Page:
With holiday gatherings right around the corner, the state’s record-breaking surge of new cases of COVID-19 is being fueled by increasing of small social gatherings and a declining tendency to wear masks and social distance, health officials said Thursday.
Health Secretary Dr. Rachel Levine said the state has no immediate plan to enact new restrictions to slow the spread of coronavirus, even as the state reported its highest-ever total of new cases on Thursday – 5,488. The state also reported that there were 2,080 people hospitalized as the strain on the health system from the surge of cases intensified.
Levine said that rather than enact new restrictions, the state is focusing on encouraging people to follow the restrictions already in place.
“We want to double down on the mitigation orders we have in place,” Levine said, including the requirements that people wear masks in businesses and in public; that restaurants limit their occupancy to 50% and cut off alcohol sales at 11 p.m.; and limits on crowd sizes.
If there was more widespread cooperation from the public on things such as social distancing and mask-wearing, the state would likely quickly see the benefit, said Dr. Gerald Maloney, chief medical officer for hospital services, at Geisinger Health System.
“If we were all going to do what we all know we need to do, in two weeks, this is not under control, but it’s well under its way to being under control,” Maloney said.
Health officials are recommending that college students get tested for COVID-19 before they leave campus to return home for the Thanksgiving holiday, said Michael Huff, director of Contact Tracing and Testing for the Department of Health.
“What we’re recommending is that students be tested prior to going home – three to four days before they leave,” he said.
“Testing is just a snapshot in time. It does give you an opportunity that in the event you do have the disease, you can isolate.”
Maloney said he is concerned that the public is not going to voluntarily make the types of behavioral changes that are needed.
“I don’t have a whole lot of confidence that people are going to do things differently,” he said.
“What I hear in the community, is: ‘I’m tired of not going to a restaurant. I’m tired of not seeing my friends.’ ”
Levine and Maloney both noted that there is increasing evidence that much of the resurgence is being fueled by spread of coronavirus from small gatherings of people.
“That’s why our recommendations are broad. It’s going to come down to individual responsibility,” Levine said, adding that people are now being discouraged from holding or attending small gatherings if they include people outside their household.
Maloney said that too many people have become lax about social distancing with friends and acquaintances, and that’s contributing to the spike in cases.
“If you don’t live in my house, we’re microbiological strangers,” he said.
Department of Health data shows that the surge of cases is translating into increased pressure on hospitals in almost every corner of the state.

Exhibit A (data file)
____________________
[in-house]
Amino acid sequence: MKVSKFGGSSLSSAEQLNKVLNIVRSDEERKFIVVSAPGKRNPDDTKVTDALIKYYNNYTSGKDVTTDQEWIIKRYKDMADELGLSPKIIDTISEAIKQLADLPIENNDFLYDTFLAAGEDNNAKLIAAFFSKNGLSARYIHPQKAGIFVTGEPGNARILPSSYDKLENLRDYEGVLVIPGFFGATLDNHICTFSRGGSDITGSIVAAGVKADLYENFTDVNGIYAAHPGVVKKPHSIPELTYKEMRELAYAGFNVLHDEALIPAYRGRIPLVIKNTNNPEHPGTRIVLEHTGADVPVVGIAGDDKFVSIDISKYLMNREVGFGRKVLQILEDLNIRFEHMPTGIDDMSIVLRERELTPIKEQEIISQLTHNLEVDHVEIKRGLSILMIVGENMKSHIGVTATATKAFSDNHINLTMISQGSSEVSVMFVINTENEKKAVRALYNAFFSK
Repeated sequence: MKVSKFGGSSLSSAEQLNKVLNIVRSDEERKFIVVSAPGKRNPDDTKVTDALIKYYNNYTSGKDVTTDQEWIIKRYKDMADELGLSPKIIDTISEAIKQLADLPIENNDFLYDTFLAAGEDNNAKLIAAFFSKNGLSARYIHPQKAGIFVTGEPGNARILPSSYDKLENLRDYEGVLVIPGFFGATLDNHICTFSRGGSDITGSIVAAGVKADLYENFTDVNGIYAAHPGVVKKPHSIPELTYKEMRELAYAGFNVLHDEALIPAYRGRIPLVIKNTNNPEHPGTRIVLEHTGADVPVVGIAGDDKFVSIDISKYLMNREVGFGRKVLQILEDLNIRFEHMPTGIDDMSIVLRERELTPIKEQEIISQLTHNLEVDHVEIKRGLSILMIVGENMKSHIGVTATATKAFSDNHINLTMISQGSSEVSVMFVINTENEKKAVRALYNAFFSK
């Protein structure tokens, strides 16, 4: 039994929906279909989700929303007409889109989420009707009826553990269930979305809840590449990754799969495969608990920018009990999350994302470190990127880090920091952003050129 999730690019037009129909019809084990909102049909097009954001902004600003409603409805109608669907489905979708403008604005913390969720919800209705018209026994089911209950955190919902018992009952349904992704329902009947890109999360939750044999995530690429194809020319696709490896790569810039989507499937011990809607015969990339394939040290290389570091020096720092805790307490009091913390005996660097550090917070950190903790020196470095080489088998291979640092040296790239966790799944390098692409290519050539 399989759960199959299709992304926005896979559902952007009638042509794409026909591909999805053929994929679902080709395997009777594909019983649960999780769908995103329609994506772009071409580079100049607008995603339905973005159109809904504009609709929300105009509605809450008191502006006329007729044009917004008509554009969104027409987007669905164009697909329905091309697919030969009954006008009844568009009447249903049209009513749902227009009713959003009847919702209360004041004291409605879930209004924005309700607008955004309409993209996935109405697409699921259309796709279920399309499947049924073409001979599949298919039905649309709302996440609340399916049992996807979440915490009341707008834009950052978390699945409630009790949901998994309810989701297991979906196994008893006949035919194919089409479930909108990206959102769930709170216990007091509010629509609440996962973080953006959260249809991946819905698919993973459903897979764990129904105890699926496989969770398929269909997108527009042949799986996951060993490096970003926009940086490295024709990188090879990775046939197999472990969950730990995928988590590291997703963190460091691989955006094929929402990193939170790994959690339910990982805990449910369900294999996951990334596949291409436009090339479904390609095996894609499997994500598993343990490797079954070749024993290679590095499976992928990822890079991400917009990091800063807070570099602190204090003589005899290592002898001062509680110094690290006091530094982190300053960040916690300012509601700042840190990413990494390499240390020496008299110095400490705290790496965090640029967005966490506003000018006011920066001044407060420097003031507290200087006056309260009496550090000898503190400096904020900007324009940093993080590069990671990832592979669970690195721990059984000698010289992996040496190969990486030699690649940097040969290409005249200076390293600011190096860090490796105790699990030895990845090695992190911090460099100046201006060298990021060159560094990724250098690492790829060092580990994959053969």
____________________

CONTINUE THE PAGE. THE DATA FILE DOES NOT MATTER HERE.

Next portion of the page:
In four of the six regions used by the Department of Health to divide the state, the number of hospitalized increased by 60% or more in the first 10 days of November.
Since Nov. 1, the number of people hospitalized in the state’s North-central region has increased almost 75%, from 83 people hospitalized to 145. That was the biggest percentage change.
In the state’s Southeast region, the number of people increased from 496 on Nov. 1 to 833, a 68% increase.
In the state’s Southwest region, the number of people hospitalized increased from 268 to 418 – a 56% increase.
In the Northwest, the number of people hospitalized increased 60% – from 71 to 114.
In the Northeast, the number of people hospitalized increased 34% – from 155 to 208.
The South-central region has seen the smallest increase, 6% – the number of people hospitalized increased from 194 to 206.
There were 386 people hospitalized for COVID-19 in Philadelphia on Tuesday with 14% of the adult ICU beds available.
In Allegheny County, there were 214 people hospitalized with COVID-19 and 12% of the adult ICU beds available.
In Lehigh County, there were 102 people hospitalized with COVID-19 and 7% of the adult ICU beds in the county available. In Luzerne County, there were 62 people hospitalized with COVID-19 but less than 4% of the ICU beds in the county remained available. In rural Bradford County, there were 42 people hospitalized but less than 3% of the ICU beds in the county remained available.
Maloney said that due to the pressure on the health systems, state officials may need to ratchet up the mitigation orders.
In the meantime, the strain on the health system would be alleviated if more people recognized that wearing a face mask is an important public health measure.
“That’s how we control this. People need to understand that whether you wear a mask isn’t a sign of what political party you belong to,” he said.
“I don’t have the right to drive on the wrong side of the road. I don’t have the right to drive after I’ve been drinking. I may not care about myself, but those laws are in place to protect other people. I think that’s analogous.”
With the state grappling to contain the COVID-19 pandemic, Gov. Tom Wolf on Thursday noted that Pennsylvania is also still trying to limit the impact of the opioid epidemic that’s raged across the state.
Wolf on Thursday signed his 12th renewal emergency declaration to allow for the continued response to the opioid epidemic.
“The work that is enabled by this declaration is vital to saving the lives of so many Pennsylvanians, providing education and treatment, and advancing initiatives across the state to continue to battle this epidemic,” Wolf said.
“This work is no less important during COVID; we can and are fighting both the pandemic and the epidemic.”